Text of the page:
Seeing Illegal Immigrants: State Monitoring and Political Rationality

Lead Research Organisation: University of Edinburgh
Department Name: Sch of Social and Political Science


Irregular immigration via Europe's sea borders has attracted substantial political attention recently. But just as striking is the lack of knowledge about, or even strategic ignorance of, unauthorised immigrants already resident in European countries. Few countries regularly estimate the number of illegal residents on their territory, and governments tend to be reticent about collecting and publishing data on the control of illegal residence or employment.

This project will examine how states 'see' illegal immigrants, through addressing two sets of questions.
(1) Which forms of illegality do states monitor, and which are left unscrutinised? What sorts of techqniues and practices do public authorities use to monitor illegal residents? The project will be the first to systematically map, compare and explain the practices and technologies deployed in different European countries to monitor illegal immigrants.
(2) What do monitoring practices tell us about the type of political rationality informing state monitoring practices - what we term state 'logics of monitoring'? Through comparing monitoring practices in three countries, we can gain insight into how public authorities decide which aspects of illegal immigration to scrutinise, and which to overlook. The focus on monitoring provides a lens for reconstructing the logics underpinning political agency.

We will compare monitoring practices in three countries: the UK, France and Germany. These countries are similar in many respects. They each experienced a significant rise in immigration in the decades after World War II, driven by colonial commitments (UK), labour requirements (Germany), or a combination of the two (France). And each country introduced measures to close channels for legal immigration in the early 1970s. They are all subject to a range of EU provisions on borders, immigration and asylum (and Schengen rules in the case of France and Germany). Yet these countries differ across three main variables we might expect to produce different monitoring practices: state administrative capacity for monitoring, political dynamics and labour market flexibility.

The research will involve comparative and historical case study analysis. Comparison will help us identify and explain variations between the three cases. The historical perspective helps us to trace the evolution of monitoring practices over time, charting how they have been adjusted in response to different domestic and international factors. Historical analysis also helps us identify the ways in which current monitoring practices are constrained by prior choices.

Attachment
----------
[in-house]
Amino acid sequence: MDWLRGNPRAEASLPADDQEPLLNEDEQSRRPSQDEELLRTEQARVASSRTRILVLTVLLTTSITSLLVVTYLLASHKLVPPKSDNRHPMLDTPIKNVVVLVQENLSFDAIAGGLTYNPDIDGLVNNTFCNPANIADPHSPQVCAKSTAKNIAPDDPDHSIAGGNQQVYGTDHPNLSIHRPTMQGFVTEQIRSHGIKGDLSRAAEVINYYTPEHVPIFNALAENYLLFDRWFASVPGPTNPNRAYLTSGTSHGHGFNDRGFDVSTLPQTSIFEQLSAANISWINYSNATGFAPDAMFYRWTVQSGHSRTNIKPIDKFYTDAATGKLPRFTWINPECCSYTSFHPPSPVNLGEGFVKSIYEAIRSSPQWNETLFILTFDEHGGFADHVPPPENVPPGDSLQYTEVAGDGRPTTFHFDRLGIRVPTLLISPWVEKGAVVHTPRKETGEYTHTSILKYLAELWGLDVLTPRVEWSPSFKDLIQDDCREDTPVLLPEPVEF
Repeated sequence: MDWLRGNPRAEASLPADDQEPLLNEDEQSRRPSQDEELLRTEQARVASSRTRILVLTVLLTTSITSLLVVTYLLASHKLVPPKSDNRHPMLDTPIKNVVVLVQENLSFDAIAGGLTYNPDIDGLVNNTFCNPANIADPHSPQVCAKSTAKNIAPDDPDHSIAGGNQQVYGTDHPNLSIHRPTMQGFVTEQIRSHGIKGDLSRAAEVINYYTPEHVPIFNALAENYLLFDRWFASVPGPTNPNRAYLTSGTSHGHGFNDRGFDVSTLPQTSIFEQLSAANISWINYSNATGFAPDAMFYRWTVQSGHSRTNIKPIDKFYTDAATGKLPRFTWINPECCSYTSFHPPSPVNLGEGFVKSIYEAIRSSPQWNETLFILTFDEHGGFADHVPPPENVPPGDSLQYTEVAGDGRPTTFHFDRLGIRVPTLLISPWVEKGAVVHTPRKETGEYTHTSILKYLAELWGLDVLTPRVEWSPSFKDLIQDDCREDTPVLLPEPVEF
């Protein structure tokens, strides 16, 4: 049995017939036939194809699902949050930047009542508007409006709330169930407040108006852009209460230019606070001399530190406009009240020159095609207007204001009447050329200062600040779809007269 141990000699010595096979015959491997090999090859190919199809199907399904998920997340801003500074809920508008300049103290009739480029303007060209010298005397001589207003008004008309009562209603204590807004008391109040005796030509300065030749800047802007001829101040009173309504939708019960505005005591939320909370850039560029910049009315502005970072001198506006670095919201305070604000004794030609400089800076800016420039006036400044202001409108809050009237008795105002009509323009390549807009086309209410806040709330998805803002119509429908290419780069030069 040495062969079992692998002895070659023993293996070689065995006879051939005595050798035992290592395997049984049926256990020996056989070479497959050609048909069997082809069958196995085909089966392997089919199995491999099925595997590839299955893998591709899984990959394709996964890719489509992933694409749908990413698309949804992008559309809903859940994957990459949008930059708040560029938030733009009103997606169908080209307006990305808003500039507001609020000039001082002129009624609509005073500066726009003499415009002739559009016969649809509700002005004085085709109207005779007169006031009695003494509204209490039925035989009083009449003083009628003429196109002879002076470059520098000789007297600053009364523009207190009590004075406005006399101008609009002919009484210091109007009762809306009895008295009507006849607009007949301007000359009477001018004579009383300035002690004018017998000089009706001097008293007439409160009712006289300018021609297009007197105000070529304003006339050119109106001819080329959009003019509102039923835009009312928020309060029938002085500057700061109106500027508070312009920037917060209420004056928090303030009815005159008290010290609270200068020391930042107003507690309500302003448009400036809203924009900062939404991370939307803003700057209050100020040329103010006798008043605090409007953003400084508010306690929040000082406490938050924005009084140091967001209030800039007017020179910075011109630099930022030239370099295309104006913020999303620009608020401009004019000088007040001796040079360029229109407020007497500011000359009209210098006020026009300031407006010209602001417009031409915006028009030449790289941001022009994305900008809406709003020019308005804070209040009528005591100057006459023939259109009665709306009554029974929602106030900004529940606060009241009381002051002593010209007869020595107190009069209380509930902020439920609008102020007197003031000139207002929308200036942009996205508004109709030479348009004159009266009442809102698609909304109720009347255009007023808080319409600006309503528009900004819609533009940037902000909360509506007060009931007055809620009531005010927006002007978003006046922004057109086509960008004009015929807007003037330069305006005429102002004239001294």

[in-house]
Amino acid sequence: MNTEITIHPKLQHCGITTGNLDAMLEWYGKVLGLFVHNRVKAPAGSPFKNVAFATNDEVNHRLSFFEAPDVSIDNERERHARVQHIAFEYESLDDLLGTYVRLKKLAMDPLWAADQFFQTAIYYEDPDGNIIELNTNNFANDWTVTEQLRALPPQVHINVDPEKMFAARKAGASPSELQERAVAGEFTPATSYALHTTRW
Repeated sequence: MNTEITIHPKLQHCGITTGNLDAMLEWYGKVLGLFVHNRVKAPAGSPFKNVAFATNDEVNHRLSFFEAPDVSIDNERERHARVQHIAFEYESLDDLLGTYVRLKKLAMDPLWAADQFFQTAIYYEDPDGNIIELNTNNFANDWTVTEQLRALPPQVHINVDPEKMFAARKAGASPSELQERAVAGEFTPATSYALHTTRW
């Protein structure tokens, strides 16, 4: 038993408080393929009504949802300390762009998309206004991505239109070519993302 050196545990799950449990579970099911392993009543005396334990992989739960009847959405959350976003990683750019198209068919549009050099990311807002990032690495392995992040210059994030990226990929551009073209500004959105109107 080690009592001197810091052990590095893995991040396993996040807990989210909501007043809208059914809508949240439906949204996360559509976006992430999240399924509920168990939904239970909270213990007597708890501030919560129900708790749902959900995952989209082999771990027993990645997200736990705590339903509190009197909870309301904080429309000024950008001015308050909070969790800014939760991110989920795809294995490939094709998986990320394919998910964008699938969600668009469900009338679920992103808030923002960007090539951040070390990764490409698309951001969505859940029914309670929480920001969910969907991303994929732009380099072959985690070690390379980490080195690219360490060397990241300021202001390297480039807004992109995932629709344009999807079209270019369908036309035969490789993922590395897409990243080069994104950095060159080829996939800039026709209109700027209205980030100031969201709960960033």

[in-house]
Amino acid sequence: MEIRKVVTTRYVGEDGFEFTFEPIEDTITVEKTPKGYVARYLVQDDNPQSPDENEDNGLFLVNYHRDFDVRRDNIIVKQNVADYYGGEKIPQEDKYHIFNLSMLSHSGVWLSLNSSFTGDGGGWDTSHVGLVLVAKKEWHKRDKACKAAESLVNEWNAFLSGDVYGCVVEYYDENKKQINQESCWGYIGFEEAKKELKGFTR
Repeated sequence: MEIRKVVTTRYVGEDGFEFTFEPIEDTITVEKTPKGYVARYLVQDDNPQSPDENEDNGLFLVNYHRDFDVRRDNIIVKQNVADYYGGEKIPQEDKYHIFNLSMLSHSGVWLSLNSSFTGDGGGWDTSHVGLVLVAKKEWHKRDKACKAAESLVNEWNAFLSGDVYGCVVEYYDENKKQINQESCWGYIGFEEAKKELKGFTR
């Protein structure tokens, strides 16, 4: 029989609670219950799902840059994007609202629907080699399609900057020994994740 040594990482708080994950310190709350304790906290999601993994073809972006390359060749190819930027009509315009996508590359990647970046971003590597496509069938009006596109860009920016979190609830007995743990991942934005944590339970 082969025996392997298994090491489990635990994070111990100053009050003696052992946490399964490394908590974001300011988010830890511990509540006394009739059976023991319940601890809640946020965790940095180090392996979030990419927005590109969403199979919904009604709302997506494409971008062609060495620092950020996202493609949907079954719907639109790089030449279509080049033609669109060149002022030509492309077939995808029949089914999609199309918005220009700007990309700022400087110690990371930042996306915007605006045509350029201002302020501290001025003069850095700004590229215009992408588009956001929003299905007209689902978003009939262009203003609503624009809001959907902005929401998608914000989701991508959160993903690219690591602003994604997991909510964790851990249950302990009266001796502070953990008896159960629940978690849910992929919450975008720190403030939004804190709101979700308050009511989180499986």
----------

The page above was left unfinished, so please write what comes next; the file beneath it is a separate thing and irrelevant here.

The research will involve two main methods:
(a) Archival data analysis. We will study public records from the mid 1960s to the early 1970s, to examine how policy actors and politicians analysed and deliberated on policy and practices relevant to monitoring illegal immigrants, during a critical juncture in immigration control in each country.
(b) 100 interviews with policy actors, to reconstruct how public authorities perceived and responded to a second control crisis in the early 1990s; and to examine recent and current monitoring practices (up until 2015).

Through our research, we hope to foster more informed debate on the ethics and politics of immigration control. There is a pronounced gap between public/media debates on illegal immigrants, which focus on the need for robust control; and the practices of public authorities and organisations involved in providing services to illegal immigrants, which are far more ambivalent about such control. Through a series of events and media dissemination, we will stimulate a knowledge-based discussion of the issue, and encourage organisations to reflect on their role in monitoring and supporting illegal immigrants.

Planned Impact

Our impact strategy targets the following beneficiaries:

1. The general public, especially residents of the UK, France and Germany with an interest in immigration policy.